DJI has done another 180 on its Osmo action cam lineup. The original Osmo Action had a classic GoPro look, but then with the Action 2 (no Osmo), DJI went to an oddball modular design. It had some interesting ideas – it was nice and small, and you could add storage, a front-facing screen and more with the add-on units. But it suffered from overheating, proved to be somewhat fragile and was overly complex.
Now with the Osmo Action 3, DJI has brought back the action-cam form factor. It also made numerous small improvements from the mount to the displays to the battery – but kept the previous model’s 1/1.7-inch, 12-megapixel sensor and maximum 4K 120p video resolution.
The rival Hero 10 is in a class by itself with its HyperSmooth 4.0 stabilization, 5.3K 60p resolution and 240fps 2.7K frame rate – and GoPro has teased a new model (“taking it to 11”) arriving in exactly an hour – quite the interesting coincidence. To see how it stacks up, I tested it on a vehicle, bike and on foot, while getting a face-first look at the improved durability.
Body and handling
Without the battery module, the Action 2 has a fairly weak 60 minutes of battery life. DJI has addressed that with the new “Extreme Battery” on the Osmo Action 3 that lasts up to 160 minutes. It’s also the first action camera with fast-charging (via the Multifunction Battery Case) that allows for an 80 percent charge in just 18 minutes, or a full charge in 50 minutes.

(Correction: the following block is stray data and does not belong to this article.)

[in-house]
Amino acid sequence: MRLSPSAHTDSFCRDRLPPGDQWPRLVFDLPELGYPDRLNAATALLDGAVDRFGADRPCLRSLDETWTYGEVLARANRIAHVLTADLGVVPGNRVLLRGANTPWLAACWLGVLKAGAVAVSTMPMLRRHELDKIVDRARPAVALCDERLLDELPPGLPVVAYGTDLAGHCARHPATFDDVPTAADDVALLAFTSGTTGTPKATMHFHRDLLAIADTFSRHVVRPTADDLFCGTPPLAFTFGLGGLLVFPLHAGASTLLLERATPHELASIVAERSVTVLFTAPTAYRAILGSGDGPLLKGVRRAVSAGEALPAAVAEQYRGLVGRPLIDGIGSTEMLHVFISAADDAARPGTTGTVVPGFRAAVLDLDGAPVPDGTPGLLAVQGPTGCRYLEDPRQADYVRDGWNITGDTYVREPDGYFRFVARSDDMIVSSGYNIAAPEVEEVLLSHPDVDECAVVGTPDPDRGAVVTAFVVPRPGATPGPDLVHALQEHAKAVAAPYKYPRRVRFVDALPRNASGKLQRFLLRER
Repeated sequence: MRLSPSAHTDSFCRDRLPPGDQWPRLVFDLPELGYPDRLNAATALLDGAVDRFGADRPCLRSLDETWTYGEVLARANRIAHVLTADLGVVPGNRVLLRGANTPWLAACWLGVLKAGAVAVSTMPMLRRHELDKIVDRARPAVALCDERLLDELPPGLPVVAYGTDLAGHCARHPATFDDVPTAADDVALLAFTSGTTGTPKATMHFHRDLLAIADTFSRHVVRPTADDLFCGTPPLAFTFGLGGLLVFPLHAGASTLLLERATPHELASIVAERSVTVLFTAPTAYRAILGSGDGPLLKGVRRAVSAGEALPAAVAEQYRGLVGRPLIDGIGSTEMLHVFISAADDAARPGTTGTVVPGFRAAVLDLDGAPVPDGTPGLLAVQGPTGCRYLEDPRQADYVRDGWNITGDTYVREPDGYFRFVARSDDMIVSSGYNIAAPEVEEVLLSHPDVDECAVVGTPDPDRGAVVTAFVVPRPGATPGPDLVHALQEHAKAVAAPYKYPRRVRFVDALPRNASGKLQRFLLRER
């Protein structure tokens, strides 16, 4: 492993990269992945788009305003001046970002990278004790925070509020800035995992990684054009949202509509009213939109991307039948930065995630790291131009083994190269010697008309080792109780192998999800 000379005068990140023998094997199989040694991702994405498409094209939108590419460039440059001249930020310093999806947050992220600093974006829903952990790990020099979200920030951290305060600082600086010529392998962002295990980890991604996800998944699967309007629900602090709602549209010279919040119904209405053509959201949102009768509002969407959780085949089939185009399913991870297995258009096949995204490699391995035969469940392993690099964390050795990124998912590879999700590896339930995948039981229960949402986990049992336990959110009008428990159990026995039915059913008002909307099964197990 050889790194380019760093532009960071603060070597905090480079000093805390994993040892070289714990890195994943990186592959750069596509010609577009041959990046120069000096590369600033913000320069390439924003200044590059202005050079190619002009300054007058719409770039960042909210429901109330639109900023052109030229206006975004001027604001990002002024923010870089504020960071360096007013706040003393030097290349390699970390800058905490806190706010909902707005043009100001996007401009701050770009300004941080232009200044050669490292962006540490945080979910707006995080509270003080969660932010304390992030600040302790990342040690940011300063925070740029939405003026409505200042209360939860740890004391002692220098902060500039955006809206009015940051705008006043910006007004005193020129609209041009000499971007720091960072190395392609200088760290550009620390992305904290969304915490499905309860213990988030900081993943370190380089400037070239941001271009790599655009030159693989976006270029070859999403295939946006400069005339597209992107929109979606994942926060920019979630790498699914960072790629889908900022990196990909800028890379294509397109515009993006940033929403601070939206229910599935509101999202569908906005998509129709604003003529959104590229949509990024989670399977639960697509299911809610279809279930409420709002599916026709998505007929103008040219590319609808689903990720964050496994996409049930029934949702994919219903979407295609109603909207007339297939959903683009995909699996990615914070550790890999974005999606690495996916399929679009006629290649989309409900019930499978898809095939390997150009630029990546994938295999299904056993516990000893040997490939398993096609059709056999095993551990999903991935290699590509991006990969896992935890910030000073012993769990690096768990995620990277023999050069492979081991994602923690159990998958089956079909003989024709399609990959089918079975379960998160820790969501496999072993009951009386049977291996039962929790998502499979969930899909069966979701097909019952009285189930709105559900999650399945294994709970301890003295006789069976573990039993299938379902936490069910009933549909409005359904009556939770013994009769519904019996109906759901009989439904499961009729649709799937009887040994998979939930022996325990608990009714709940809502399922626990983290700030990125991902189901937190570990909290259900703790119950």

It has a slick new magnetic quick-release mount that lets you connect the camera directly to a GoPro-style mount with or without the case. It also allows for easy vertical mounting, making the Action 3 better for social media.
That lets you detach the camera from a bike, car or other mount without the need to remove it from the case. DJI notes that the mounting system “eliminates loose connections and withstands impact such as a rider falling off their bike,” but recommends not doing that.
So naturally, I executed a perfect face plant on my mountain bike, and can confirm that the camera came away unscathed, unlike my face (yes, there’s video). The camera clearly made some contact with the ground but stayed attached to the mount and suffered no visible damage – so kudos to DJI for that.